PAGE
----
In order for the promise of a strong and reliable criminal justice system to work properly in Virginia, there must be strong and prepared advocates on both sides of the process. The current process of discovery for criminal cases in Virginia fosters a culture of secrecy and unpreparedness that should not be tolerated in a system that has such power over the lives of every person in this state. It is far past the time for Virginia to move forward on criminal discovery reform. The current rules for criminal discovery in Virginia were first adopted in 1972. The rules do not require pretrial disclosure of witness statements, a list of witnesses, or police investigative reports. Over the past forty-four years, we have learned a great deal about the way our justice system falls short. DNA exonerations and wrongful convictions have demonstrated that mistakes happen more often than anyone would like to believe. The criminal justice system is not infallible but instead just as human as its creators. Our society has learned that there must be an appropriate counterweight to governmental power.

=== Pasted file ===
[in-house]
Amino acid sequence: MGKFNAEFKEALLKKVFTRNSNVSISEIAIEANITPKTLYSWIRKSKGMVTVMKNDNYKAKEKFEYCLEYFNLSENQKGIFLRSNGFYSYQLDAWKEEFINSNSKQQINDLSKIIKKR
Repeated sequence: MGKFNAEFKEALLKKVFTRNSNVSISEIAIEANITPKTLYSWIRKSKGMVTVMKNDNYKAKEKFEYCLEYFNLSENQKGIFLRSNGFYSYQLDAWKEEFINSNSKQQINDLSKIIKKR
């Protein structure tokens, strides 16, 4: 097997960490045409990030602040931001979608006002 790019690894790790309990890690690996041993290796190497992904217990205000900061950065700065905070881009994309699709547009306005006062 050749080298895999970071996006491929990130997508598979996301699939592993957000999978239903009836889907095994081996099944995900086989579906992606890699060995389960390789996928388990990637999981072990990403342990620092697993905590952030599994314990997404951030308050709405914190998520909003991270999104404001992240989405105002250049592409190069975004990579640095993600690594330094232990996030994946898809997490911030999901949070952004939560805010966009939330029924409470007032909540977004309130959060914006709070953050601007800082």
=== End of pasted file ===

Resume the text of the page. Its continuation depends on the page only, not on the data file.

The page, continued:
Douglas A. Ramseur,
A Call for Justice: Virginia's Need for Criminal Discovery Reform,
Rich. J.L. & Pub. Int.
Available at: http://scholarship.richmond.edu/jolpi/vol19/iss3/6